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What is Ransomware?

Cyber Security / Cyber Security Threats / Tips

What is Ransomware?

Ransomware is malicious software that infects your computer and displays messages demanding a fee to be paid in order for your system to work again. This class of malware is a criminal money making scheme that can be installed through deceptive links in an email message, instant message or website. It has the ability to lock a computer screen or encrypt important, predetermined files with a password.

There are several things the malware might do once it’s taken over the victim’s computer, but by far the most common action is to encrypt some or all of the user’s files. If you want the technical details, the Infosec Institute has a great in-depth look at how several flavors of ransomware encrypt files. But the most important thing to know is that at the end of the process, the files cannot be decrypted without a mathematical key known only by the attacker. The user is presented with a message explaining that their files are now inaccessible and will only be decrypted if the victim sends an untraceable Bitcoin payment to the attacker.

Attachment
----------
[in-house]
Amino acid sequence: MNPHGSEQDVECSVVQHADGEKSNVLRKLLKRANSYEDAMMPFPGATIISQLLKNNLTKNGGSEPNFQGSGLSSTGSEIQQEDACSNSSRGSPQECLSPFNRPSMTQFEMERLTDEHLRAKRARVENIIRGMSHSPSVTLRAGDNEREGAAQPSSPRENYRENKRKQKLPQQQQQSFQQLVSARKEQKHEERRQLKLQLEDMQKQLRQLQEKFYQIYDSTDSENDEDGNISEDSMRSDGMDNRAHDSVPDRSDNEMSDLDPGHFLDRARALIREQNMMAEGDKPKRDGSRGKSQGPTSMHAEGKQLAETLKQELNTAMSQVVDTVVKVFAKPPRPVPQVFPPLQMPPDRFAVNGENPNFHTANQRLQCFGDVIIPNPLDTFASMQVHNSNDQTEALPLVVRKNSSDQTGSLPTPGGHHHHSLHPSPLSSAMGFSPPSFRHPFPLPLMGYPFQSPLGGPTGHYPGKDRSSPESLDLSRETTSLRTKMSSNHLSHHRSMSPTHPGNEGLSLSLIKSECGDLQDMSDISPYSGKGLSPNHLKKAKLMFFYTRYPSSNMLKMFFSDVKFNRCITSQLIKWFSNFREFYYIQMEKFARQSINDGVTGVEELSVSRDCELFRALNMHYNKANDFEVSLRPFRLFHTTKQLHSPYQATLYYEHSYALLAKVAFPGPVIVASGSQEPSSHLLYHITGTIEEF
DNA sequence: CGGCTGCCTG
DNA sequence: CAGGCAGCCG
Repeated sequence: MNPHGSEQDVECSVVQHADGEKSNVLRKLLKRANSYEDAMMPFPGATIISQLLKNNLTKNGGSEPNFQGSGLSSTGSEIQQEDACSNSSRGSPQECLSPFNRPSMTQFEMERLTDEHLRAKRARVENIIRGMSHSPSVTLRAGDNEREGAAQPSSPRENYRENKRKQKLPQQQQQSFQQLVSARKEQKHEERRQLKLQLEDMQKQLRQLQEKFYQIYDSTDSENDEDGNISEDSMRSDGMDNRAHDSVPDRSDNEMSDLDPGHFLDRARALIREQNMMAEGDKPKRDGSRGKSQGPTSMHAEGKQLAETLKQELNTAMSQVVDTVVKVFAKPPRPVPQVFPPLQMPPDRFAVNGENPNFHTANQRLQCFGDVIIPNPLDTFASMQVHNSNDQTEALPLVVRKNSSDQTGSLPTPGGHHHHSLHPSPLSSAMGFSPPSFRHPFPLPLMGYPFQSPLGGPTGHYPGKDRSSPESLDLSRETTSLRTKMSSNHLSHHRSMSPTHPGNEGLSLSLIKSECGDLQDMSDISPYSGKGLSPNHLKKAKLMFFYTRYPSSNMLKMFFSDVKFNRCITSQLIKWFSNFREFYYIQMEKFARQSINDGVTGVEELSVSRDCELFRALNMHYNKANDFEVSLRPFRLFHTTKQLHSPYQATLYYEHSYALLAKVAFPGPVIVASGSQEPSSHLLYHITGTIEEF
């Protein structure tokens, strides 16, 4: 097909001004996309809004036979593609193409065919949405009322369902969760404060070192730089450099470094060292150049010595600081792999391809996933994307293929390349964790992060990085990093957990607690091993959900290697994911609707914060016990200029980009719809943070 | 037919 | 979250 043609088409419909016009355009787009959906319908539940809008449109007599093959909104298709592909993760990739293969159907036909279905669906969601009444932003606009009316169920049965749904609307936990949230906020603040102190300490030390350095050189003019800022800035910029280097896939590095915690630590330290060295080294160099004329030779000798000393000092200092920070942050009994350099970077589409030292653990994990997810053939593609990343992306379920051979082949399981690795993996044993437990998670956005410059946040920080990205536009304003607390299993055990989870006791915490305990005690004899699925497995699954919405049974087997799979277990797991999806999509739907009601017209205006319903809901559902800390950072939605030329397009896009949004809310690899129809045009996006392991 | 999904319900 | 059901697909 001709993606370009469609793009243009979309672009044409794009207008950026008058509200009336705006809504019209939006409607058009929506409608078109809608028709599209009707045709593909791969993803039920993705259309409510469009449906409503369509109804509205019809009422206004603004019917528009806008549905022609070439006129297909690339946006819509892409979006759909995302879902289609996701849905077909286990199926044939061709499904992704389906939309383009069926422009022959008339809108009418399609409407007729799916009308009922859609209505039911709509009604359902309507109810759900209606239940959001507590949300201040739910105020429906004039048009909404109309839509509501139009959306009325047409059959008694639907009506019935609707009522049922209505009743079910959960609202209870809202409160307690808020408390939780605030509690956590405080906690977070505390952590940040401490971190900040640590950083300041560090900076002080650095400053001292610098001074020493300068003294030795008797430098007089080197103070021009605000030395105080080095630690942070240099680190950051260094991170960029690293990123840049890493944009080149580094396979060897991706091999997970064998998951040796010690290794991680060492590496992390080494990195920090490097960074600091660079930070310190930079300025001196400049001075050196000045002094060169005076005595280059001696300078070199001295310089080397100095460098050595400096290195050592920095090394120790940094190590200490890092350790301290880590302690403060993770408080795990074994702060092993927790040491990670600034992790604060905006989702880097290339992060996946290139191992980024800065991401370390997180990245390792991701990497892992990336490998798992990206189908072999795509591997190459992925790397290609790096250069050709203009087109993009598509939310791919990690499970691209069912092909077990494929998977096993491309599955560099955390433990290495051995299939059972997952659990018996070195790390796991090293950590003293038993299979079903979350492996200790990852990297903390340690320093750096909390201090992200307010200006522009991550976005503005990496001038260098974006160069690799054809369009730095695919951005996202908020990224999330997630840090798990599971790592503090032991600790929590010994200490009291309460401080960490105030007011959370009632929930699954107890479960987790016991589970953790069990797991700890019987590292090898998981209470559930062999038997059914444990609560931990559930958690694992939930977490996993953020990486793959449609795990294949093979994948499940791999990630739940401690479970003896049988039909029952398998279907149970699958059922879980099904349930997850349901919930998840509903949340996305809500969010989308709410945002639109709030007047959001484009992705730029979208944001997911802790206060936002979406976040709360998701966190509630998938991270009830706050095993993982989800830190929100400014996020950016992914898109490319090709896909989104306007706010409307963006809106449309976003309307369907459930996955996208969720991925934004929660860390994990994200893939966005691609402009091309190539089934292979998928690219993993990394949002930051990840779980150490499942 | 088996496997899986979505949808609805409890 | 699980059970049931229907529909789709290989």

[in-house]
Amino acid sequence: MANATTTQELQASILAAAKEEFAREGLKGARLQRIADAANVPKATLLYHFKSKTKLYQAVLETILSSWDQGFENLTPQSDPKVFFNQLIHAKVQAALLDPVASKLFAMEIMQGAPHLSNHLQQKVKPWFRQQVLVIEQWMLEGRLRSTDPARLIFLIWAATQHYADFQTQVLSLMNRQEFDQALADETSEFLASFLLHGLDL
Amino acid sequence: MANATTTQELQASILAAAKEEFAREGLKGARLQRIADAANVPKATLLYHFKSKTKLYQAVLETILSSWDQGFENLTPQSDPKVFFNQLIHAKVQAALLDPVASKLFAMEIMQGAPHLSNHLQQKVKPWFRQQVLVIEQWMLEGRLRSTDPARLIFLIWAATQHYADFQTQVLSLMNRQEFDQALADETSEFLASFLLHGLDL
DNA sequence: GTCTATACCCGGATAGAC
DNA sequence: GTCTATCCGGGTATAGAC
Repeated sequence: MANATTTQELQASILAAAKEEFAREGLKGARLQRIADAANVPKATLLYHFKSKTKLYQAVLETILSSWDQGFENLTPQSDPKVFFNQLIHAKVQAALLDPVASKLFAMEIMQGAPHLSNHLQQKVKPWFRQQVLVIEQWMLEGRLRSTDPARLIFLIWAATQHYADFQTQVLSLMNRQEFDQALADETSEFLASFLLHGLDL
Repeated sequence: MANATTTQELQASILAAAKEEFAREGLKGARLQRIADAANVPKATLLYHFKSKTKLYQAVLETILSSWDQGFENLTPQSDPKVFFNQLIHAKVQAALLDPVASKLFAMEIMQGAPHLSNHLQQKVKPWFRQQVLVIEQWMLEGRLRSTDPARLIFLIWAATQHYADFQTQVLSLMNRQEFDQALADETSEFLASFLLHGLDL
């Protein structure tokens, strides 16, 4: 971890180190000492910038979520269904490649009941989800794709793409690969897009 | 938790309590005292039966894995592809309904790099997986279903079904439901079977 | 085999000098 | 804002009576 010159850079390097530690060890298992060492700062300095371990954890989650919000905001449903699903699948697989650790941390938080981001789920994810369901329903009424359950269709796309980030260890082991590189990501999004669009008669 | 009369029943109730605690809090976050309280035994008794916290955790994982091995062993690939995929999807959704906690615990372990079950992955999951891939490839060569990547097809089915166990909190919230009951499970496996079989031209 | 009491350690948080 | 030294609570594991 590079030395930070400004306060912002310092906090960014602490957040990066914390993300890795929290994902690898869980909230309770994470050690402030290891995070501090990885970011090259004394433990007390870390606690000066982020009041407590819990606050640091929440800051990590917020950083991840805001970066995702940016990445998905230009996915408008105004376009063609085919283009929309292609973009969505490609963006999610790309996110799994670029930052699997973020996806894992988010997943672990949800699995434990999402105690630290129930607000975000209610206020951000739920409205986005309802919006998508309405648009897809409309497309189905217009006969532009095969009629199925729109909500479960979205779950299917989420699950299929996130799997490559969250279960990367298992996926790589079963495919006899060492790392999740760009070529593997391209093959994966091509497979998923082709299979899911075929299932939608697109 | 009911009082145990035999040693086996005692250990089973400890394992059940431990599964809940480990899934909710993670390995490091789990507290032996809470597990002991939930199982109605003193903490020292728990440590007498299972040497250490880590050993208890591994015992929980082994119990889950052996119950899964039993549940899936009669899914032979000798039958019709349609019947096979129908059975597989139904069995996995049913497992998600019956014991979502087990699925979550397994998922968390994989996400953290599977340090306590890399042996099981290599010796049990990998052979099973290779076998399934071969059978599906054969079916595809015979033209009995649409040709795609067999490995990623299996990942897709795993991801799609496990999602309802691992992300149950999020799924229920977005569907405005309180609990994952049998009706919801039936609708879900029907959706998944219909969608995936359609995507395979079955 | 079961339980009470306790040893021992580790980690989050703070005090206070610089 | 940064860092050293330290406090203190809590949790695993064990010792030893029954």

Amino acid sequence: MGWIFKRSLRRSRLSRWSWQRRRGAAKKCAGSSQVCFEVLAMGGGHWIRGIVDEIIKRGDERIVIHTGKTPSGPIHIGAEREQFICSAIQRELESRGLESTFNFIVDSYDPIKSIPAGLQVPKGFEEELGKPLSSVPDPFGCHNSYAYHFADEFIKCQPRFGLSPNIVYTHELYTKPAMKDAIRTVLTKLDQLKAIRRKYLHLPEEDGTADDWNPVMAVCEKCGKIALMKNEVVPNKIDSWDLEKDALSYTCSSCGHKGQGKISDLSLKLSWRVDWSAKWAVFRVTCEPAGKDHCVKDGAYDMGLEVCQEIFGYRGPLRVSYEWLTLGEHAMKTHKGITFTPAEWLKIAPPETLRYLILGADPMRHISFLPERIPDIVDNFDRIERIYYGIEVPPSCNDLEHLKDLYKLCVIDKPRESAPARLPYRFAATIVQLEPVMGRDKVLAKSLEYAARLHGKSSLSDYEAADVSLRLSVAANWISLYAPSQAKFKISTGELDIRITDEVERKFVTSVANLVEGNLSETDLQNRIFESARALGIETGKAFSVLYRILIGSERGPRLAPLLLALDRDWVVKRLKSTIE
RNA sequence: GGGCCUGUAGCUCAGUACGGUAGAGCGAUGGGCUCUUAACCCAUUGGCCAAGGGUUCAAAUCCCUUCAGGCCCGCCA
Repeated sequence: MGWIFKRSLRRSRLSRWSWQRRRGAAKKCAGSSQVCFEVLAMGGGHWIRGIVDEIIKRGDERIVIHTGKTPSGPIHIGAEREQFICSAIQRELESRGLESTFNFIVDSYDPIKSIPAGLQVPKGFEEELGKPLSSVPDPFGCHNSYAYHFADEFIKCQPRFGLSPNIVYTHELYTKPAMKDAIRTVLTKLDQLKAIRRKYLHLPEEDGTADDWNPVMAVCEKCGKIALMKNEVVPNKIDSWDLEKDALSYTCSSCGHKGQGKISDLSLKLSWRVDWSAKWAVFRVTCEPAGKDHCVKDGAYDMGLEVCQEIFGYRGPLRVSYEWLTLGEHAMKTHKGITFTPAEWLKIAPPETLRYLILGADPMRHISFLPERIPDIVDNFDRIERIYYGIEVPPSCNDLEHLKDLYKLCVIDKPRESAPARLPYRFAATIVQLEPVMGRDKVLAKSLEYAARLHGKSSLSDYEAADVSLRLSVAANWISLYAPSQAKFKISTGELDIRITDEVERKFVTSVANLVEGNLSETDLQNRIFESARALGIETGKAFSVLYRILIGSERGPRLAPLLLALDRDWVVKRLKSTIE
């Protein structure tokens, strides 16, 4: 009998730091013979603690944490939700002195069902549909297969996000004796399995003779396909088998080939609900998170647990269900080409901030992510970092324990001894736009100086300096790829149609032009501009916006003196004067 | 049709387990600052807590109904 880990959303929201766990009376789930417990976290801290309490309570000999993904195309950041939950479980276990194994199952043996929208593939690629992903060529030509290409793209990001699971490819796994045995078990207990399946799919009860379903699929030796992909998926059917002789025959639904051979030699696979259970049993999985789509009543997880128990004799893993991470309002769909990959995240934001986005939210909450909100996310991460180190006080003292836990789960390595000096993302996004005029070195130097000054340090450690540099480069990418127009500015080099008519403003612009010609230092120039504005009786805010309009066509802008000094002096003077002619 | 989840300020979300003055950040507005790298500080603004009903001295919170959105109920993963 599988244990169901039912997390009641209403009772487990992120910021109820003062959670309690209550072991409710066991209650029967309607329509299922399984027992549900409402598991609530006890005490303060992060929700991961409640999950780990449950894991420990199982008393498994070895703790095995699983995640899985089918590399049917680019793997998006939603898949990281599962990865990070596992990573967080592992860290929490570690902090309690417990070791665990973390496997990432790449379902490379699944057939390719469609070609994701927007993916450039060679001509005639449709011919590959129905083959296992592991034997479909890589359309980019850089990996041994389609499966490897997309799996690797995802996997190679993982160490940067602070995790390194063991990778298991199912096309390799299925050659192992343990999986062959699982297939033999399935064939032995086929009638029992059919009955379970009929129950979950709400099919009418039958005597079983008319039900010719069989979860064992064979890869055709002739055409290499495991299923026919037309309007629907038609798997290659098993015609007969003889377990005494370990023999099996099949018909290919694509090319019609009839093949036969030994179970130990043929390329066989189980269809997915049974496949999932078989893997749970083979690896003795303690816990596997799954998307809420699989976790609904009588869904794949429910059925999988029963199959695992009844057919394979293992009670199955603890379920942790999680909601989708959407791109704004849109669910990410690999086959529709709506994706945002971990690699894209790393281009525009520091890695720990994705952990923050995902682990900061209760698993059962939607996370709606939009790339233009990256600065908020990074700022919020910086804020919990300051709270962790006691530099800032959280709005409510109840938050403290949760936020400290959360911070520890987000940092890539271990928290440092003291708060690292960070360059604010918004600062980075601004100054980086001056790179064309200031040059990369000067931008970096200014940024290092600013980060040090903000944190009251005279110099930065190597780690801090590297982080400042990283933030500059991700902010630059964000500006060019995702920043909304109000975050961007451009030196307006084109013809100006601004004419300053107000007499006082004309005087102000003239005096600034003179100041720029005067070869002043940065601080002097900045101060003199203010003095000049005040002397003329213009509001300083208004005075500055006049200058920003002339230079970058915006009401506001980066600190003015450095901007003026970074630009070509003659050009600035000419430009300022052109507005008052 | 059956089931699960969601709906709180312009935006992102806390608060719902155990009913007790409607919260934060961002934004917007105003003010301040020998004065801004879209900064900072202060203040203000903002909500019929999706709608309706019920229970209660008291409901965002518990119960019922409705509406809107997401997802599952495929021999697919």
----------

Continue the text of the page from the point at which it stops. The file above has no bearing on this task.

Examples of Ransomware

Scareware is the simplest type of ransomware. It uses scare tactics or intimidation to trick victims into paying up. It can come in the form of fake antivirus software in which a message suddenly appears claiming your computer has various issues and an online payment is necessary to fix them!

The level of this type of attack varies. Sometimes, users may be bombarded with endless alerts and pop-up messages. Other times, the computer will fail to work at all. Yet, another type of ransomware can impersonate a law enforcement agency by opening up a page that appears to be from a local law enforcement office and claiming the computer user was caught performing illegal activities online. Files are then locked in hard-to-crack, encrypted files, making it difficult for users to recover unless the ransom is paid.

Typical attacks usually ask for $100 to $200. Other attacks seek much more, especially if the attacker knows the data being held hostage would cause a significant direct financial loss to a company. As a result, cybercriminals who set up these scams can make big sums of money.

No matter what the scenario, even if the ransom is paid, there is no guarantee that computer users will be able to fully access their systems again. While some hackers direct victims to pay through Bitcoin, MoneyPak or other online methods, attackers could also demand credit card data, adding another level of financial loss.

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